Promoting all women in the trucking industry

The Women In Trucking Association represents all women employed in the trucking industry.  We represent the women who design the trucks, build the trucks, buy the trucks, fix the trucks and drive the trucks.  If you are one of the five percent of female drivers or one of the fourteen percent of female managers in the trucking industry, we are here for you.

The overall purpose of the organization is to increase the percentage of women working in the trucking industry to utilize unrealized potential.  As former US DOT Secretary Ray LaHood said, “After all – regardless of gender – everyone uses our transportation systems, and those systems will serve us more effectively when they are planned, designed, engineered and built by the professionals who represent all of us.”

So, why are women under-represented within the management group of a typical trucking company?  Remember the days of Smith (or Jones or Miller) and Sons Trucking?  Many fathers brought their sons into the family business to carry on the tradition.  Today, you can find many daughters who have taken over their parents’ companies, but there are still not enough women in the executive suite.

Although women comprise nearly half of the labor force and earn more degrees than their male peers, women in the top ranks in transportation careers are in the minority.  Why should YOU want this to change?

Pepperdine University found a correlation between high-level female executives and business success.  Harvard Business Review reported that firms with the best records for promoting women outperform industry medians with overall profits 34 percent higher. Catalyst Research found that companies with the highest representation of women leaders financially outperform, on average, companies with the lowest.

It makes good, financial sense to have more women in leadership roles within your organization.   What are some of the reasons this hasn’t been accomplished so far?  There are many things we can point to in order to understand WHY women aren’t more visible in top-level roles.

First, there are biological reasons!  According to research conducted by Kay & Shipman in The Atlantic, women are driven by estrogen (men by testosterone) and estrogen encourages bonding and connection and discourages conflict and risk taking. Women activate the amygdalae (the brain’s fear center) more easily than men and testosterone encourages a focus on winning and demonstrating power. Women who were given testosterone were less able to collaborate.

What does this mean in regard to career progression?  Taking risks is associated with working outside your comfort zone and pushing beyond your normal duties.  As Halla Tomasdottir, an Icelandic Fund Manager stated, “White male values are about risk-taking, short-term gain and a focus on the individual; female values tend toward risk–awareness, the long term and team goals.”  That is what makes women more valuable in the boardroom but less valued by their male peers who view assertiveness and boldness as leadership traits more often exhibited by men.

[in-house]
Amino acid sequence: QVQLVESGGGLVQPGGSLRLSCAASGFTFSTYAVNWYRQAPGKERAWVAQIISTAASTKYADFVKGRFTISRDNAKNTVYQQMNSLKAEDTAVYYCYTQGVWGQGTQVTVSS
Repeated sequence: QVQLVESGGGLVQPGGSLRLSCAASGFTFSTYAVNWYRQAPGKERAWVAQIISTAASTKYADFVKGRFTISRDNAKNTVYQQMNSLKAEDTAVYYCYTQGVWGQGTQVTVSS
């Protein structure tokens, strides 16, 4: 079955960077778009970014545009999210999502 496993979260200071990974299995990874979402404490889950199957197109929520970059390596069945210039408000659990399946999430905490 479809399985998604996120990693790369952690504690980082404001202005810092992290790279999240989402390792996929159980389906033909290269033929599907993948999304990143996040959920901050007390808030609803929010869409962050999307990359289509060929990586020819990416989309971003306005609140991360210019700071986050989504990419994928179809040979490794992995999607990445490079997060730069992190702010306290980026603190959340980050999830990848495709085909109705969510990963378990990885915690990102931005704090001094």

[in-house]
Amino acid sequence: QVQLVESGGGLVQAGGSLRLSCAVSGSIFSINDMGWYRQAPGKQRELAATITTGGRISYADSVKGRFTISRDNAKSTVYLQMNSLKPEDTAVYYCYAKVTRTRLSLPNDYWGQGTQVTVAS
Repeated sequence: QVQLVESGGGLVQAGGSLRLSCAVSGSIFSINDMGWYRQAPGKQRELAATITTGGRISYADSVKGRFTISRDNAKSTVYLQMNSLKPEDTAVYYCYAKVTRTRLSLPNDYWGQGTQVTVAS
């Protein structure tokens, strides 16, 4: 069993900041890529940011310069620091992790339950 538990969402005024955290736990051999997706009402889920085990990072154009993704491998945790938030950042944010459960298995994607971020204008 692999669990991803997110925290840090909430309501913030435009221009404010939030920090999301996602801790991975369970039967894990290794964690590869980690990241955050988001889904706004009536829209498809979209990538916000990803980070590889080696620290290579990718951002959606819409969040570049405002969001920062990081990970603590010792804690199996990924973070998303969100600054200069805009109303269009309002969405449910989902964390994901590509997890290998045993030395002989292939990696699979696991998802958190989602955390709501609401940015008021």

Yale Psychologist, Victoria Brescoll found that male executives who spoke more often than their peers were rated ten percent higher in competence.  However, when female executives spoke more than their peers, both men and women gave them a fourteen percent lower rating in competence.

Apparently we find assertiveness to be more acceptable for men and less positive for women.  In fact, an article titled, Gender, Job Authority, and Depression, in the December 2014 Journal of Health and Social Behavior stated that women with job authority have more education, higher incomes, more prestigious occupations and higher levels of job satisfaction…. and worse mental health than lower status women.

When women display assertiveness and confidence they are judged negatively for being unfeminine.  This contributes to chronic stress.

In order to secure a place for women in leadership roles within the trucking industry, we need to better understand the values women bring to the boardroom.  More importantly, we need to view those values as being important for company growth and stability. 

After all, shouldn’t we follow Former Secretary LaHood’s advice and make sure the trucking industry management team represents those who rely on this industry to ensure their consumer needs are met?

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